Arts and Entertainment

Treat your pets to style at The Fur Ball

Dawg bowl by Christina Dubois. - Courtesy Photo
Dawg bowl by Christina Dubois.
— image credit: Courtesy Photo

First there were colorful ceramic cats. Then there were brightly tiled canines. This year, instead of art of pets, Vashon Island Pet Protectors is auctioning off art for pets at its 11th annual Fur Ball on Sunday at the Open Space for Arts & Community.

Among a long slate of auction items at this year’s event, which raises a third to a half of the organization’s annual funds, are some sophisticated, shiny and downright fun dog bowls designed by local artists such as Penny Grist, Steve Roache, Irene Otis and Clare Donha.

Also on the auction lineup are four unique doghouses designed by local architects as part of VIPP’s BOWHAUS project. The doghouses will be on display at Island Lumber through Friday.

“They’re just incredible,” said Geoff Fletcher, president of VIPP. “Those are priceless. I think they’re worth thousands of bucks.”

Fletcher said that just as impressive is a lineup of vacations Fur Ball-goers can bid on this year. Auction items include some local trips and activities as well as a six-night stay in New Orleans during Mardi Gras, a one-week stay in a countryside house in West Cork, Ireland, a week’s stay at a home in Palm Springs and two weeks at a cottage on a satsuma orchard in Rheenendal, South Africa.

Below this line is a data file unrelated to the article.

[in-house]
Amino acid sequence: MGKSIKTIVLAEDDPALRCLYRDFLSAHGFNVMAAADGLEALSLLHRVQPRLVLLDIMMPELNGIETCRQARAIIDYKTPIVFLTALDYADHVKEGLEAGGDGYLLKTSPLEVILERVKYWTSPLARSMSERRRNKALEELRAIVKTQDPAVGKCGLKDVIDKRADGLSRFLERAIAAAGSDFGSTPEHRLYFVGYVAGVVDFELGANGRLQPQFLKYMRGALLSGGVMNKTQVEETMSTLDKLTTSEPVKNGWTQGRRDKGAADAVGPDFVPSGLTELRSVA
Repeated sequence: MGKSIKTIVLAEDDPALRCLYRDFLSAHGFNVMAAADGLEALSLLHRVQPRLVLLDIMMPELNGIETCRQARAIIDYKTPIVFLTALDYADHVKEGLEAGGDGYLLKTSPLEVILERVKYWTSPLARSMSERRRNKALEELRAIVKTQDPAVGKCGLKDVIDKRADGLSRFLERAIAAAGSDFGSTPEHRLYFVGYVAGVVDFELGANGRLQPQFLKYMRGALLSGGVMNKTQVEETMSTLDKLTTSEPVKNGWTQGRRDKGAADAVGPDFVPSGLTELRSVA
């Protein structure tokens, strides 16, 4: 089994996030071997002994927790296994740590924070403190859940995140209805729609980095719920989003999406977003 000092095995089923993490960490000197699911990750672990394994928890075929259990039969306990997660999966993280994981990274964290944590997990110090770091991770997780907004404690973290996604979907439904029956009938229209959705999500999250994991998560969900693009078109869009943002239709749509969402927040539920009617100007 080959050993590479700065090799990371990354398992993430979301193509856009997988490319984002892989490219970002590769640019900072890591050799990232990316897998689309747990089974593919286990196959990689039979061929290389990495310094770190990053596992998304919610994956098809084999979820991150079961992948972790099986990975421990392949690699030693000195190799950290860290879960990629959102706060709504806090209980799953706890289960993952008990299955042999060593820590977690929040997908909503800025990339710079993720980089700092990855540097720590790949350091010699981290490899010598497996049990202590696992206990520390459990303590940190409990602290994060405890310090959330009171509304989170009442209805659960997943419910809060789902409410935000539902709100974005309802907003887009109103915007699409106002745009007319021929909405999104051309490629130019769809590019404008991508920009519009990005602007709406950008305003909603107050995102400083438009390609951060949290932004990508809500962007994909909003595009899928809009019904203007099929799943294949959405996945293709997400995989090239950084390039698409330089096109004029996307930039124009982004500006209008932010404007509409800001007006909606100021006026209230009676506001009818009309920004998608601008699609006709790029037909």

Of course, there’s still some animal-themed art, including a goat oil painting by Olivia Pendergast and a “bunny heaven” sterling silver and 14-karat gold necklace by Eric Heffelfinger.

“It’s the strongest auction lineup we’ve ever had,” Fletcher said.

Fletcher said the Fur Ball, one of several nonprofit auctions on the island, has become known for its fun and laid-back feel, and this year should be no different. With a theme of “The Spookiest Fur Ball Ever,” he said, the event will be decked out for Halloween and organizers hope guests come in costume. A variety of ethnic food will be provided by four food trucks.

Last year’s action brought in $70,000 for the animal rescue organization, and this year the funds are just as needed as ever, Fletcher said. Over the last 12 months, VIPP’s cat shelter took in and adopted out a record numbers of cats, offered discounts on spaying and neutering and helped get 120 animals micro-chipped.

“It’s crucial for us,” he said. “And it’s always a blast.”

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